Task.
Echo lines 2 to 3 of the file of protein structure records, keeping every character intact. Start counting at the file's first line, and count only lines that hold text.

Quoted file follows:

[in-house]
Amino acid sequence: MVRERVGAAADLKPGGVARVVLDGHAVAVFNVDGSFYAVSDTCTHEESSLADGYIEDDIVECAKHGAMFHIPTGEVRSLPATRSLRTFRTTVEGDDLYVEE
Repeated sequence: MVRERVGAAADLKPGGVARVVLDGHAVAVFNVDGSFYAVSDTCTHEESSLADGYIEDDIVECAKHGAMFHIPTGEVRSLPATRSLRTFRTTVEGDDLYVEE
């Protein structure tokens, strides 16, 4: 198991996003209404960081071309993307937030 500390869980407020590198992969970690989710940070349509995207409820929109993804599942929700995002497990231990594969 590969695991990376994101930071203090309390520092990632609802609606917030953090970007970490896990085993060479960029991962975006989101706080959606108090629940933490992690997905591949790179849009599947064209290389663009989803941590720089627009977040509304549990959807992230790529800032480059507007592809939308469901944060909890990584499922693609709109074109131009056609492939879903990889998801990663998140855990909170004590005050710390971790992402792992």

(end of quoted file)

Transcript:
Amino acid sequence: MVRERVGAAADLKPGGVARVVLDGHAVAVFNVDGSFYAVSDTCTHEESSLADGYIEDDIVECAKHGAMFHIPTGEVRSLPATRSLRTFRTTVEGDDLYVEE
Repeated sequence: MVRERVGAAADLKPGGVARVVLDGHAVAVFNVDGSFYAVSDTCTHEESSLADGYIEDDIVECAKHGAMFHIPTGEVRSLPATRSLRTFRTTVEGDDLYVEE